Bondage, blindfolds, and vibrators are among the sexually-explicit topics covered in the 9th-grade health textbook, Your Health Today, and it has more than 1,000 San Francisco Bay-area people up in arms. That’s the number of parents, teachers, and concerned citizens who have signed a petition asking that the book be removed from the Fremont Unified School District’s curriculum.
The book, intended for college freshmen – not 9th graders at all – is a 400 page tome that delves deeply into the subject of human sexuality. Far too deeply, perhaps. With explicit illustrations depicting everything from how to buy condoms to the various stages of sexual arousal, many parents believe the book goes beyond the realm of basic health and into the realm of pornography.
“It’s a bit much for me,” said one parent quoted in the CBS story. “[The graphics] are very pornographic. The pictures are very explicit.”
The debate over sex-ed in American classrooms has raged for more than a generation now. Some believe it should be taken out of schools entirely and that teachers should teach an abstinence-only message, leaving more specific education to the parents. Others believe in a free-for-all, advocating general sexual education for students in elementary school. So far, the latter group has predominantly gotten their way. Common Core standards for sex-ed, for instance, insist that students finishing the 5th grade should be able to “define sexual orientation as the romantic attraction of an individual to someone of the same gender or a different gender.” No, no ideological agenda here at all.
The book being used by the Fremont school district, though, goes beyond even what conservatives have reluctantly accepted. With its unnecessarily racy descriptions and subjects that don’t seem relevant to 13-year-olds in an affluent country, it’s difficult to excuse Your Health Today as just another example of overreaching public education. This is a clear volley by extremist educators in an attempt to push the federally-funded public school system that much further to the left. Listen to its defenders, among them the Fremont School District President, Lara Calvert-York:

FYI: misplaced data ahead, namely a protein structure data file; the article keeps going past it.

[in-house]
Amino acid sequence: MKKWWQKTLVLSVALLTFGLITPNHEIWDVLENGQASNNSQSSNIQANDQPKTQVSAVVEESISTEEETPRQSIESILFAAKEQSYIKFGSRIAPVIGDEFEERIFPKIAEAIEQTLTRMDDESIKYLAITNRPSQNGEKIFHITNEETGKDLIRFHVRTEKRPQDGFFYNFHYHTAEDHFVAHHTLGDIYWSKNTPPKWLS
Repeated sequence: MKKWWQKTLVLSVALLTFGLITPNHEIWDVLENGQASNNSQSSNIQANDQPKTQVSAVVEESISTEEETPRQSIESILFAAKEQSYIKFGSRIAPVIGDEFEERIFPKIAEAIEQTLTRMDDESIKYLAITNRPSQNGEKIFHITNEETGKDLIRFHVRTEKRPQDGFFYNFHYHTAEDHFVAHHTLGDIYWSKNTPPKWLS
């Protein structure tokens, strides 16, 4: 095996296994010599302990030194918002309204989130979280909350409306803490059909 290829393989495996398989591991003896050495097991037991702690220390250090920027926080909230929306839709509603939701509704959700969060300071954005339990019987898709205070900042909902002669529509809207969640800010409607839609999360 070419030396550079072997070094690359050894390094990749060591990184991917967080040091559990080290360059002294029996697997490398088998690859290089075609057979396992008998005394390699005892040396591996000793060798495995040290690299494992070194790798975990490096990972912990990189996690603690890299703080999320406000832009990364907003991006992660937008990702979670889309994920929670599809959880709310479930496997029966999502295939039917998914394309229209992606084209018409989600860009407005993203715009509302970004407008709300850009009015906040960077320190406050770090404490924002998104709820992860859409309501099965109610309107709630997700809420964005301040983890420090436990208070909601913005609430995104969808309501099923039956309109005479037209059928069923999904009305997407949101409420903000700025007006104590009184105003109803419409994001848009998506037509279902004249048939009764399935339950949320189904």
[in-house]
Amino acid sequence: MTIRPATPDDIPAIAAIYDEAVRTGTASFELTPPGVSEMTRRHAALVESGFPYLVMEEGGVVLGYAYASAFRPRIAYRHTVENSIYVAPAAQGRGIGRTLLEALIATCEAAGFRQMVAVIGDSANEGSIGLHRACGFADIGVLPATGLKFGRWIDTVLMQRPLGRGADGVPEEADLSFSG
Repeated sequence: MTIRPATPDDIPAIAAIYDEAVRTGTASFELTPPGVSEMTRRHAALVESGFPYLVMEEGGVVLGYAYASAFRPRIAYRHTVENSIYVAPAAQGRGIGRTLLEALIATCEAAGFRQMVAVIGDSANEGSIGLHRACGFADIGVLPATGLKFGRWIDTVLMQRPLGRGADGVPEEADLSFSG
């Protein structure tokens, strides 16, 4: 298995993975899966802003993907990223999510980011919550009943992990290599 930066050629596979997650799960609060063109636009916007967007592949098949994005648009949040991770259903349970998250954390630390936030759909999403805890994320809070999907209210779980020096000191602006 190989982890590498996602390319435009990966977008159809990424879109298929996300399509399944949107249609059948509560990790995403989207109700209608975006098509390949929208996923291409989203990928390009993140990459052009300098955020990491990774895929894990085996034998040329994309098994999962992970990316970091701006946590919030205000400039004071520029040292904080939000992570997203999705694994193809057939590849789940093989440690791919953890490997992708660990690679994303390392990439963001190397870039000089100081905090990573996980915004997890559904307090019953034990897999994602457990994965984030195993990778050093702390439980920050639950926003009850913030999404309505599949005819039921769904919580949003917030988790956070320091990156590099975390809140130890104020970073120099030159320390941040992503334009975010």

“Our high-school students today need all the tools they can have to arm themselves to make the best- informed decision.”
Doubtless this is true, but it still confounds common decency (to say nothing of common sense) to try and understand why young teens and tweens need their teachers to explain “safe and harmless” sex toys and games as part of a health class. The argument that these kids can get their fill of sexual education from a smartphone in seconds doesn’t really hold water. Your children can learn plenty of things from the internet including how to build a bomb, the best ways to smoke marijuana, and how to cheat on your F-Cat test. That doesn’t mean you put those things into the curriculum.